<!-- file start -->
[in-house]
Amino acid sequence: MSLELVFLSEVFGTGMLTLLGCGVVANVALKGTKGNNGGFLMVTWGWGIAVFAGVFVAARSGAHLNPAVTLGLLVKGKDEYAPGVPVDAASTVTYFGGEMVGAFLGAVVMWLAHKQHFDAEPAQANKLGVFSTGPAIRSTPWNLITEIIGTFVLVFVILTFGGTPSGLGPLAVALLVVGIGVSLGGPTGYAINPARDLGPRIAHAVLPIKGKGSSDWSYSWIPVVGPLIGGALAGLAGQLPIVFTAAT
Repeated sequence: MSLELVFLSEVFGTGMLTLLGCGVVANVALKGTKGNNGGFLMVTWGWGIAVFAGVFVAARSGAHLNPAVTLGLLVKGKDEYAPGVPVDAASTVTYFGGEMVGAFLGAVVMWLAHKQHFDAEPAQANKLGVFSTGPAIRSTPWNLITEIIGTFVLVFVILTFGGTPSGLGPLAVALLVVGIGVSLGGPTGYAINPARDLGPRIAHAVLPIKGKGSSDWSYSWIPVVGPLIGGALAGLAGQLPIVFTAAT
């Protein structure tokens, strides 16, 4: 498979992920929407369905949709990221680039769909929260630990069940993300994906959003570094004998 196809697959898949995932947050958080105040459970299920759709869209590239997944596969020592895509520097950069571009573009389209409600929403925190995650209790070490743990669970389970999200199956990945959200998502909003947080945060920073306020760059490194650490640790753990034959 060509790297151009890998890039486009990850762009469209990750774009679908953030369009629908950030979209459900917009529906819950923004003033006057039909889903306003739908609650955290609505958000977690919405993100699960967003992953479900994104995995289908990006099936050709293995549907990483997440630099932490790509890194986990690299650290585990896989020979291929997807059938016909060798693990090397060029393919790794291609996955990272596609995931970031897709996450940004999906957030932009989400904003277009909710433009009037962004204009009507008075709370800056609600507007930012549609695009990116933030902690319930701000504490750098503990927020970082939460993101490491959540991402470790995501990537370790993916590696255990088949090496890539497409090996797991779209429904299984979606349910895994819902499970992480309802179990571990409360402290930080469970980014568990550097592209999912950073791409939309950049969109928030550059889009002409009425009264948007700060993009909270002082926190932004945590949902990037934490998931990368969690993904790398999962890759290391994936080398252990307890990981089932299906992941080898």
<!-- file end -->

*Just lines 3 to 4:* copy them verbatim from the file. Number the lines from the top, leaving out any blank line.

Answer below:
Repeated sequence: MSLELVFLSEVFGTGMLTLLGCGVVANVALKGTKGNNGGFLMVTWGWGIAVFAGVFVAARSGAHLNPAVTLGLLVKGKDEYAPGVPVDAASTVTYFGGEMVGAFLGAVVMWLAHKQHFDAEPAQANKLGVFSTGPAIRSTPWNLITEIIGTFVLVFVILTFGGTPSGLGPLAVALLVVGIGVSLGGPTGYAINPARDLGPRIAHAVLPIKGKGSSDWSYSWIPVVGPLIGGALAGLAGQLPIVFTAAT
């Protein structure tokens, strides 16, 4: 498979992920929407369905949709990221680039769909929260630990069940993300994906959003570094004998 196809697959898949995932947050958080105040459970299920759709869209590239997944596969020592895509520097950069571009573009389209409600929403925190995650209790070490743990669970389970999200199956990945959200998502909003947080945060920073306020760059490194650490640790753990034959 060509790297151009890998890039486009990850762009469209990750774009679908953030369009629908950030979209459900917009529906819950923004003033006057039909889903306003739908609650955290609505958000977690919405993100699960967003992953479900994104995995289908990006099936050709293995549907990483997440630099932490790509890194986990690299650290585990896989020979291929997807059938016909060798693990090397060029393919790794291609996955990272596609995931970031897709996450940004999906957030932009989400904003277009909710433009009037962004204009009507008075709370800056609600507007930012549609695009990116933030902690319930701000504490750098503990927020970082939460993101490491959540991402470790995501990537370790993916590696255990088949090496890539497409090996797991779209429904299984979606349910895994819902499970992480309802179990571990409360402290930080469970980014568990550097592209999912950073791409939309950049969109928030550059889009002409009425009264948007700060993009909270002082926190932004945590949902990037934490998931990368969690993904790398999962890759290391994936080398252990307890990981089932299906992941080898």